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By Dan Fesperman and Bill Glauber and Dan Fesperman and Bill Glauber,SUN FOREIGN STAFF | December 17, 1995
TUZLA, Bosnia-Herzegovina -- The U.S. mission to Bosnia has encountered its first enemy, and it is neither Serb, Croat nor Muslim. The enemy is winter, blocking military cargo flights with fog and clogging roads with deep snow.Weather forced the cancellation yesterday of 20 flights by aircraft carrying soldiers and equipment. Only two aircraft even tried to land, but they were turned back after groping for the runway at Tuzla's snowbound airfield. No plane has landed since Wednesday.But with more worrisome challenges ahead for the year-long NATO peacekeeping mission, U.S. military officials say they're not worried by the prospect of a few initial delays.
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NEWS
By Barbara Demick and Barbara Demick,KNIGHT-RIDDER NEWS SERVICE | February 18, 1997
TUZLA, Bosnia-Herzegovina -- Leave your guns and ideology at home. Bring plenty of money. Any currency will do.Here at the Arizona Market, shopping is the best antidote to war.Named after Route Arizona, the main road leading to the U.S. military headquarters in Tuzla, the market is a cross between a flea market and an experiment in building democracy through free trade. Sprawling over 18 muddy acres, it is the one place in Bosnia where you can buy almost anything you want and, more important, do business with anyone you choose.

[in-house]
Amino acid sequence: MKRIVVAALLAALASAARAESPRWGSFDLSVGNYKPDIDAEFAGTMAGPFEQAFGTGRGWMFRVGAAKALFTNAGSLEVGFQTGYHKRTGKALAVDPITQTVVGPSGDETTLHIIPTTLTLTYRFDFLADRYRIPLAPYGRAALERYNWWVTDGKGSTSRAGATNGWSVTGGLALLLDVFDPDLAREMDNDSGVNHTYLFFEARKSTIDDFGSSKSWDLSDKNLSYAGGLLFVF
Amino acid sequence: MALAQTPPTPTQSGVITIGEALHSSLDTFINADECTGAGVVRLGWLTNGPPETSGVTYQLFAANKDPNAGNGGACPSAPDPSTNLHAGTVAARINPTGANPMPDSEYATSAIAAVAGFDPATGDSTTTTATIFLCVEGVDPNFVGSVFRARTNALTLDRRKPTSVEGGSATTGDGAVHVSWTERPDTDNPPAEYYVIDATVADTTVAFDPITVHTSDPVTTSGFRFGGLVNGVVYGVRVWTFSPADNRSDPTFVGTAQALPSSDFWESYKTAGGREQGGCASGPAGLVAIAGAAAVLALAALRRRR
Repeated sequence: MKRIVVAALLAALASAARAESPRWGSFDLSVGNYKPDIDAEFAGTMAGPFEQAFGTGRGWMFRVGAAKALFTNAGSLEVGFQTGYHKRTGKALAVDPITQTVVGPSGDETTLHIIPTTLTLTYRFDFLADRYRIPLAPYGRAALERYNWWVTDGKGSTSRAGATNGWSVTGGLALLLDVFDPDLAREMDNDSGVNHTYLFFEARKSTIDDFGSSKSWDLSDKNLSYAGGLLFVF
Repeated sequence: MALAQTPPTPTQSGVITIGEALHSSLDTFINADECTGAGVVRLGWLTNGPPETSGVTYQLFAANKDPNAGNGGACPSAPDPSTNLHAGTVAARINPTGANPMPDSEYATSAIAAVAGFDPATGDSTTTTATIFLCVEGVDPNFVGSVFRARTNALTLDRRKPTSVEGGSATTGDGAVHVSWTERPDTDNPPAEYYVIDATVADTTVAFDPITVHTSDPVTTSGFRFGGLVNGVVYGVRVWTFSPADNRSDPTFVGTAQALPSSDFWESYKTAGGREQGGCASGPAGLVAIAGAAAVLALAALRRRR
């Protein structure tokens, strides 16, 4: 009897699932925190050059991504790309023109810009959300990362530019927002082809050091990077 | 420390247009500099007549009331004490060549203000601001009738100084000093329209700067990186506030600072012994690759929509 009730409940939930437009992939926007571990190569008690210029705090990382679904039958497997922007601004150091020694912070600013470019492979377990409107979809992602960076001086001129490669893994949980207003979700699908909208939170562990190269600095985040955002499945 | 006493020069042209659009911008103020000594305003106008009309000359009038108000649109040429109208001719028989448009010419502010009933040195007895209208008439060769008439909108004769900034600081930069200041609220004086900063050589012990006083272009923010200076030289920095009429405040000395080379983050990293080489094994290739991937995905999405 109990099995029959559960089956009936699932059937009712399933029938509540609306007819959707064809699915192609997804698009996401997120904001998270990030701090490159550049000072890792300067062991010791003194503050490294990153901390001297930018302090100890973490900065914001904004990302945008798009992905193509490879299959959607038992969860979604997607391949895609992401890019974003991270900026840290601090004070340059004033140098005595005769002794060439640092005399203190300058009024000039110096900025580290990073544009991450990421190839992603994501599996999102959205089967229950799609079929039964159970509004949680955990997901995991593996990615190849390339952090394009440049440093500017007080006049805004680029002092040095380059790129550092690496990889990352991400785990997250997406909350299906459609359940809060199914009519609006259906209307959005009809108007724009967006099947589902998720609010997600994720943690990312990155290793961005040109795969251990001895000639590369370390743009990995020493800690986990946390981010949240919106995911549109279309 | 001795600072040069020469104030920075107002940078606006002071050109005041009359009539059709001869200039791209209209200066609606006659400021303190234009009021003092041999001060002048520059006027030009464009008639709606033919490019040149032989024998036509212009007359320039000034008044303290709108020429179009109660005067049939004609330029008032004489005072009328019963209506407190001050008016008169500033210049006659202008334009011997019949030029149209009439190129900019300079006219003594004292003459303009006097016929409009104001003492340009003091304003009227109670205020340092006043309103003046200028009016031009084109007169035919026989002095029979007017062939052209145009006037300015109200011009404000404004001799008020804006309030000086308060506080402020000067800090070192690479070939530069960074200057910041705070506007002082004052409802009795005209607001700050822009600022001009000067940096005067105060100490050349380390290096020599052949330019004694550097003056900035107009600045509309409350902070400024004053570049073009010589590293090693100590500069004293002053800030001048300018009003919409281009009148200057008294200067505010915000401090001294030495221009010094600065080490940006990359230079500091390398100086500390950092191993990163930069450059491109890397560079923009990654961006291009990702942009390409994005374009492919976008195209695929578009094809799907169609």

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NEWS
By Dan Fesperman and Dan Fesperman,SUN FOREIGN STAFF | December 20, 1995
TUZLA, Bosnia-Herzegovina -- When the mayor first heard that 20,000 American soldiers were on the way, it seemed to be the culmination of a long-running nightmare for this humble, sooty outpost of war.The previous 3 1/2 years had brought a grim procession of air raids, food shortages, shellings, the threat of a chemical attack, huge waves of refugees and the slow torment of isolation.And now?The American hordes were coming, their arrival announced by the roar of every approaching U.S. transport plane.
NEWS
By Dan Fesperman and Dan Fesperman,SUN FOREIGN STAFF | January 1, 1996
LUKAVAC, Bosnia-Herzegovina -- In the morning they run nine miles in formation, sounding off like U.S. Marines."Allahu Akbar!" they cry, "Glory to God." In cadence, they shout short, inspirational verse from the Koran, the holy book of Islam. Some days, the imam visits, talking of martyrdom for the jihad.Such is a soldier's life in the Bosnian army's 9th Muslim Liberation Brigade, a strict, secretive unit of home-grownmujahedeen, encamped about 10 miles from U.S. Army headquarters at the Tuzla air base.